I walked across the dam taking some pictures of the dam itself and an apparent power station.  It must have been overly dry or they must not have needed the energy because although one side of the dam was full of water, the lee side of the dam was mostly dry.  A mostly dry river bed ran to an impressive building and large array of power lines, but no water was churning any generators.  It was a bit strange seeing all that engineering sitting idle while the supply of water it needed to produce electricity sat on the opposite side of the dam waiting its turn to go rushing through the generators and empty out into the river below.

Time passed very quickly during my little dam inspection and when I returned to the meet with the rest of the gang, it was clear that Kim was really suffering from the heat.  She was all flushed and she literally had to sit down to keep her head clear.  It was time to get into some cooler air pronto, so after we had plied Kim with water and recharged her cooling vest, we got under way to find some cool air and some food for our road worthy women.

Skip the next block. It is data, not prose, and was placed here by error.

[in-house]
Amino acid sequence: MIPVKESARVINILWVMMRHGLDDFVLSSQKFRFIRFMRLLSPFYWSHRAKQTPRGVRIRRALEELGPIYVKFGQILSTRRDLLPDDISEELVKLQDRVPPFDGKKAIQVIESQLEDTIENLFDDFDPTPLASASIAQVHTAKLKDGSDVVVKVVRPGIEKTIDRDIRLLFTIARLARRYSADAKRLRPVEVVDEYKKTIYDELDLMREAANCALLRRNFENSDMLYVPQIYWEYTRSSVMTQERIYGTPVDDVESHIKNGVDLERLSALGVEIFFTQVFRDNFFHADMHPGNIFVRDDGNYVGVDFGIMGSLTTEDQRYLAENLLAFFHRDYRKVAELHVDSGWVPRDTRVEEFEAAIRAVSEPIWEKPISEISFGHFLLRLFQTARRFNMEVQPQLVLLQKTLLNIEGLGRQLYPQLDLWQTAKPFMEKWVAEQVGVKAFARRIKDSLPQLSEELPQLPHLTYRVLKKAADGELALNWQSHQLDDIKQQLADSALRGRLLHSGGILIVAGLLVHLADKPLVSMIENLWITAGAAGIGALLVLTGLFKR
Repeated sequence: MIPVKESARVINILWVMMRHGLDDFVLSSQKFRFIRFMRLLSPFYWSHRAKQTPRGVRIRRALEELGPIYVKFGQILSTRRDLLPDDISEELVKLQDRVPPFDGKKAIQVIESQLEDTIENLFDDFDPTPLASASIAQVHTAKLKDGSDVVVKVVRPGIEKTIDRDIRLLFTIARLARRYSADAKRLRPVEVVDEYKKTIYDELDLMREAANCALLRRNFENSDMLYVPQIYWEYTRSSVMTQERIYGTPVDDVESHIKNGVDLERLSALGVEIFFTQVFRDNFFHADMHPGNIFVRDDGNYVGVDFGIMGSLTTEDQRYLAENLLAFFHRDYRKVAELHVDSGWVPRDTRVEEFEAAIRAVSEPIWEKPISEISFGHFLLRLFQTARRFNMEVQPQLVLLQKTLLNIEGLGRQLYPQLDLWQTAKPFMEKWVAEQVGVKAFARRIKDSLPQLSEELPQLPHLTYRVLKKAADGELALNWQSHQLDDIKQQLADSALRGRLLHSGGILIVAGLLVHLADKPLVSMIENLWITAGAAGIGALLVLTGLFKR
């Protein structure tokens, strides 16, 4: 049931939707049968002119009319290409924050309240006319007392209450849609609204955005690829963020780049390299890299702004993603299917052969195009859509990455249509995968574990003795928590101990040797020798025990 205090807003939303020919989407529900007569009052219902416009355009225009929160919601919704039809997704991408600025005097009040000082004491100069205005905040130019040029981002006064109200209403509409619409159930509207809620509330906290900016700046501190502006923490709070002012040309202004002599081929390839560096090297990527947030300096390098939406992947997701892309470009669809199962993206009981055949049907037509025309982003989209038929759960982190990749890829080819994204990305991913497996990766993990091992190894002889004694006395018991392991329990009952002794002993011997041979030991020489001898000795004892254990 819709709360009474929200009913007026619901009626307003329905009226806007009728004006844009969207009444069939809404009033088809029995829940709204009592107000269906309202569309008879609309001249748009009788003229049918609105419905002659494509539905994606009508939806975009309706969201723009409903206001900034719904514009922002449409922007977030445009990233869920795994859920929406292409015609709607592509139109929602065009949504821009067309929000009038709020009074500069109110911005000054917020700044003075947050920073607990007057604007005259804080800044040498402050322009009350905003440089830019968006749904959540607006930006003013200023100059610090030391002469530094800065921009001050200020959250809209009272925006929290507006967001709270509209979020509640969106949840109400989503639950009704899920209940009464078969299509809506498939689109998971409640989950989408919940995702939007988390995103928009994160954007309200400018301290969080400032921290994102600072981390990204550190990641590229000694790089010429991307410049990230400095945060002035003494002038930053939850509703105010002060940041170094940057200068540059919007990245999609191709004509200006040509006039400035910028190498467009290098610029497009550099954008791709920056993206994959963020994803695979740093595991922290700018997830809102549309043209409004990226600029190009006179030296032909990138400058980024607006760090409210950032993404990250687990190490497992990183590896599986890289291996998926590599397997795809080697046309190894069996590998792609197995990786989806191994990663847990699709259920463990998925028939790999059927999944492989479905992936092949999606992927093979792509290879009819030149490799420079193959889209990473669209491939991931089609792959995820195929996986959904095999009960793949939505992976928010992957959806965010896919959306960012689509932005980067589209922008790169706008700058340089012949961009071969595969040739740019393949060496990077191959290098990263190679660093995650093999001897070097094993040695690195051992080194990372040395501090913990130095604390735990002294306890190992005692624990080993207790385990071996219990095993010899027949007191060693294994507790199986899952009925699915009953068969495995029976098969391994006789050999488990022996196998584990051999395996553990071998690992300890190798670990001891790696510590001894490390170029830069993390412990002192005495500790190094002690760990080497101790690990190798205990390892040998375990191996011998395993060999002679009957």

4 responses

  1. itsmewilly

    Haha ! That cow must have been standing really deep in the water ! By the way, you never answered if Tracy is the one who figures on some of your covers along with Kim.

    Like

    March 28, 2013 at 8:54 am

    • Willy,

      You are unbelievably observant! Yes, Tracy is the fellow you see in some of the header pictures in R2ADV. Wow, you are really paying attention, good work!!!!

      Mike

      Like

      April 2, 2013 at 10:18 pm

  2. Those cool vests can help a lot?

    Like

    March 30, 2013 at 9:51 am

    • Kevin,

      I think they were indespesible for very hot weather. They made the difference for Kim continuing the ride.

      Like

      March 30, 2013 at 11:04 am